- The District shall reserve the right to discontinue availability of content on the District of Columbia Data Catalog at any time and for any reason. If a dataset is made accessible by an agency on the District of Columbia Data Catalog and such agency is notified or otherwise learns that any dataset or portion thereof posted on the Data Catalog is factually inaccurate or misleading or is protected data, the agency shall, as appropriate, promptly correct or remove, or cause to be corrected or removed, such data from the Data Catalog and shall so inform the Chief Data Officer.
- Nothing in this Order shall be construed to create a private right of action to enforce any provision of this Order. Failure to comply with any provision of this Order shall not result in any liability to the District, including, but not limited to, OCTO or any agency or third party that establishes or maintains on behalf of the District the Open Data Services Portal required under this Order.
Section 4. Open Government Advisory Group.
a. The Mayor shall convene an Open Government Advisory Group to be chaired and convened by the Mayor’s designee, CDO, and the Director of the Office of Open Government within the Board of Ethics and Government Accountability.
b. The Open Government Advisory Group shall:
- Evaluate the District’s progress towards meeting the requirements of this Order and make specific recommendations for improvement; and
- Assist the Mayor and CDO in creating policy establishing specific criteria for agency identification of protected data in accordance with FOIA, maintenance of existing data, and the creation of data in open formats.
c. The CDO shall publish the evaluation and recommendations on the Open Government Web Portal or create an Open Government Dashboard that will provide the public with both graphic and narrative evaluation information.
Section 5: EFFECTIVE DATE:
This Order shall be effective immediately.
VINCENT C. GRAY
CYNTHIA BR CIS-SMITH
SECRETARY OF THE DISTRICT OF COLUMBIA
After the order was published online, GovTrack.us founder Josh Tauberer issued a series of critical tweets and extended his thoughts into a blog post, holding that DC city government adopted the mistakes made by the White House:
There is a strong American tradition — or at least a core American value — that the government does not get in the way of the dissemination of ideas. We don’t always live up to that ideal, but we strive for it. Access to information about the government that comes with restrictions on what we can say when we use it (e.g. attribution & explanation), a waiver of rights or a commitment to indemnify, etc. are all an anathema to accountability and transparency and respect for the public.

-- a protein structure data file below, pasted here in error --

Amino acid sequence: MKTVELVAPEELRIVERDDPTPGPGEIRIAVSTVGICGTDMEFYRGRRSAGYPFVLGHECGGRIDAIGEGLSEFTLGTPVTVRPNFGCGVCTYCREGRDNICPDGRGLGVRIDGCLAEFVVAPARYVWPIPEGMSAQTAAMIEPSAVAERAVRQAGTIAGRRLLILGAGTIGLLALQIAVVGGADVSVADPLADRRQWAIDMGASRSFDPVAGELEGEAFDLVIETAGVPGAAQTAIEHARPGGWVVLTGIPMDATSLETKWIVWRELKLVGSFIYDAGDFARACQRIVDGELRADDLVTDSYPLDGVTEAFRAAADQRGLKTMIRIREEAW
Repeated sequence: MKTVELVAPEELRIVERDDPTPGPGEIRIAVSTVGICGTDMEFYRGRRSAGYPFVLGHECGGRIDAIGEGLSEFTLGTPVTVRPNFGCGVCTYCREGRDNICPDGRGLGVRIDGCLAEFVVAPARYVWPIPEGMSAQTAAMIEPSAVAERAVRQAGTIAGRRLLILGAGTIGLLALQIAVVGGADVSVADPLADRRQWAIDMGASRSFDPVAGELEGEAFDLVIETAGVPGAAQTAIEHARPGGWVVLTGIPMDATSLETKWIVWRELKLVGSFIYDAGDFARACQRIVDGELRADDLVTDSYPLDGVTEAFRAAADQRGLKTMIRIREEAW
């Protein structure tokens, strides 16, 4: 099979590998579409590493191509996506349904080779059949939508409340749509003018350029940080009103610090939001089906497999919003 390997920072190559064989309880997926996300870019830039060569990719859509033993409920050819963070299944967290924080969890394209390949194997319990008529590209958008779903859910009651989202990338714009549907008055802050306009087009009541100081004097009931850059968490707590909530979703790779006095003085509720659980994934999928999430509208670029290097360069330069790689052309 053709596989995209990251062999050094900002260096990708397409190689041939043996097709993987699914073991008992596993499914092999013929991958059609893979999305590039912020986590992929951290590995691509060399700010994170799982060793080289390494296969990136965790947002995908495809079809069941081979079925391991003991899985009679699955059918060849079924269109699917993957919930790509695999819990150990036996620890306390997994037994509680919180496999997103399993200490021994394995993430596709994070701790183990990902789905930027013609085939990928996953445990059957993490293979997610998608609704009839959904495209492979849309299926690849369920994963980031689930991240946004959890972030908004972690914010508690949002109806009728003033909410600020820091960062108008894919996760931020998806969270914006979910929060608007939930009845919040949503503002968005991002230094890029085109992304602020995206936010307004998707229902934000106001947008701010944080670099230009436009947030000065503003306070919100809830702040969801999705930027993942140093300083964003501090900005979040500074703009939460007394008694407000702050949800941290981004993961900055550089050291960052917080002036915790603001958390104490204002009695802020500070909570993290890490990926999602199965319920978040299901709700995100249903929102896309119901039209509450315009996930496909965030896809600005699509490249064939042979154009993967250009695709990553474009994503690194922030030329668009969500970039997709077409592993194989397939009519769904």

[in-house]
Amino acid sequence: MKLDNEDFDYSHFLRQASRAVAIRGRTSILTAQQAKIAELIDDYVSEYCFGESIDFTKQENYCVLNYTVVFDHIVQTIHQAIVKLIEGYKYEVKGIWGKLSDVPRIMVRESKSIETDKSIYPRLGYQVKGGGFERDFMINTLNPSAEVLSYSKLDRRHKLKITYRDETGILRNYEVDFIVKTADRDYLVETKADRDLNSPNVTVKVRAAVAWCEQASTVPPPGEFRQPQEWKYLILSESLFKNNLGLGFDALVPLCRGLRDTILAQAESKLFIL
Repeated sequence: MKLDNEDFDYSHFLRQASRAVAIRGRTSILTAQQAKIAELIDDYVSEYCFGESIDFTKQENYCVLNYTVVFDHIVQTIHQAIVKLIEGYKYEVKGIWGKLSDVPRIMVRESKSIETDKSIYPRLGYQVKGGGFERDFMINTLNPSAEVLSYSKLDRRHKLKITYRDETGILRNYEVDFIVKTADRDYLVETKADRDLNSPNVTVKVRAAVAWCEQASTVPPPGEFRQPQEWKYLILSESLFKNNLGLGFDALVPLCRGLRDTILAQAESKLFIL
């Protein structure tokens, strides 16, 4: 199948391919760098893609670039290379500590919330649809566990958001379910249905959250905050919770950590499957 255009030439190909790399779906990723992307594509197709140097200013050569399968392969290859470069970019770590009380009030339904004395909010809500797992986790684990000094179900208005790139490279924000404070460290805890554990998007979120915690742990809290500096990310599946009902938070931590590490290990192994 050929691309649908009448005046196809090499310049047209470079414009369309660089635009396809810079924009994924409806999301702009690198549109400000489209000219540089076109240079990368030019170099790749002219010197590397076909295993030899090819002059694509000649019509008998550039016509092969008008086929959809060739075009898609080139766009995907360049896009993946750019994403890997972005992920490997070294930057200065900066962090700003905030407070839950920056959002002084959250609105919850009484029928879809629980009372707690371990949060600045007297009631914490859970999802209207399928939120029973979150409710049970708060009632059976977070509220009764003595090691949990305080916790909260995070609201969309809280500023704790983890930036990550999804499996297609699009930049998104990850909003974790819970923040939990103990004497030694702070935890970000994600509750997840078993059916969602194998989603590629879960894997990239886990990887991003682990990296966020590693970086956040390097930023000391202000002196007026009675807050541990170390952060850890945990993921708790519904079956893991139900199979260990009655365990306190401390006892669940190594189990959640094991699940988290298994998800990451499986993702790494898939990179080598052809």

.@mayorvincegray‘s new open gov directive is pub’d in a non-searchable, scanned-image PDF. Do they get it?? http://t.co/rQoQ6JGZyj
— Joshua Tauberer (@JoshData) July 21, 2014
The DC open gov directive is modeled after the T/P/C definition of #opengov from Obama’s 2009 directive. Meh. “Collaboration” was a #fail.
— Joshua Tauberer (@JoshData) July 21, 2014
.@mayorvincegray‘s DC #opengov directive also f’ed up “open licensing.” Am kind of pissed at @WhiteHouseOSTP for starting this confusion.
— Joshua Tauberer (@JoshData) July 21, 2014
— Joshua Tauberer (@JoshData) July 21, 2014
When the new DC data catalog terms go up, I will encourage folks to FOIA for the same data to avoid agreeing to gov’s terms.
— Joshua Tauberer (@JoshData) July 21, 2014
Imagine if records made available under FOIA came with an EULA. No thanks!
— Joshua Tauberer (@JoshData) July 21, 2014
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It is great that the DC government is releasing more information and working to be more open. Although it is ironic that the electronic version of the order was in a PDF without the machine readable text, it is like having a rule to publish rules in a new way. That last rule will be in the old format. At least the PDF is presentable and understandable to seeing people, as opposed to many of the incomprehensible formats allowed under the order like JSON and other non-HTML formats.
As to having a provision to force the information come with a provision to have attribution, etc. Perhaps this is not a good idea as a matter of legal provision, but it is an attempt to get best practices to be used. Without citation or attribution, knowing if the republished information was correctly conveyed or copied is unnecessarily hampered. It is a best practice to provide attribution and cite/link to the original and authentic version. And any outside publisher that does not have links/cites back to the original data should not be relied upon or used by the public even if it is legal to do so.